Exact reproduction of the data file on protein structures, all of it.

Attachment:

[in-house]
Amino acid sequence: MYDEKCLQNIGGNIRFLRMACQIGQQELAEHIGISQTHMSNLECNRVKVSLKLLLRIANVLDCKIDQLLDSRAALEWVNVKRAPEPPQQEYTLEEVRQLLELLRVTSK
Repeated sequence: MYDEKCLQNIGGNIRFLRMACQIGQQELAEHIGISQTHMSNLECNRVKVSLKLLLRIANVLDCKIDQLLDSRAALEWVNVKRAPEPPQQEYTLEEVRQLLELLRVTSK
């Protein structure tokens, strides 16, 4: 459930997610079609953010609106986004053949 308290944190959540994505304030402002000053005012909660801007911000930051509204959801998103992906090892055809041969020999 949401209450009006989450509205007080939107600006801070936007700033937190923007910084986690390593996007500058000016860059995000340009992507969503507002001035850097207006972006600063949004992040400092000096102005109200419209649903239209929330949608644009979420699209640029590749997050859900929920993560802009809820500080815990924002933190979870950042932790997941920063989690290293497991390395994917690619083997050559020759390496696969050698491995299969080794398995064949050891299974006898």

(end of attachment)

[in-house]
Amino acid sequence: MYDEKCLQNIGGNIRFLRMACQIGQQELAEHIGISQTHMSNLECNRVKVSLKLLLRIANVLDCKIDQLLDSRAALEWVNVKRAPEPPQQEYTLEEVRQLLELLRVTSK
Repeated sequence: MYDEKCLQNIGGNIRFLRMACQIGQQELAEHIGISQTHMSNLECNRVKVSLKLLLRIANVLDCKIDQLLDSRAALEWVNVKRAPEPPQQEYTLEEVRQLLELLRVTSK
């Protein structure tokens, strides 16, 4: 459930997610079609953010609106986004053949 308290944190959540994505304030402002000053005012909660801007911000930051509204959801998103992906090892055809041969020999 949401209450009006989450509205007080939107600006801070936007700033937190923007910084986690390593996007500058000016860059995000340009992507969503507002001035850097207006972006600063949004992040400092000096102005109200419209649903239209929330949608644009979420699209640029590749997050859900929920993560802009809820500080815990924002933190979870950042932790997941920063989690290293497991390395994917690619083997050559020759390496696969050698491995299969080794398995064949050891299974006898």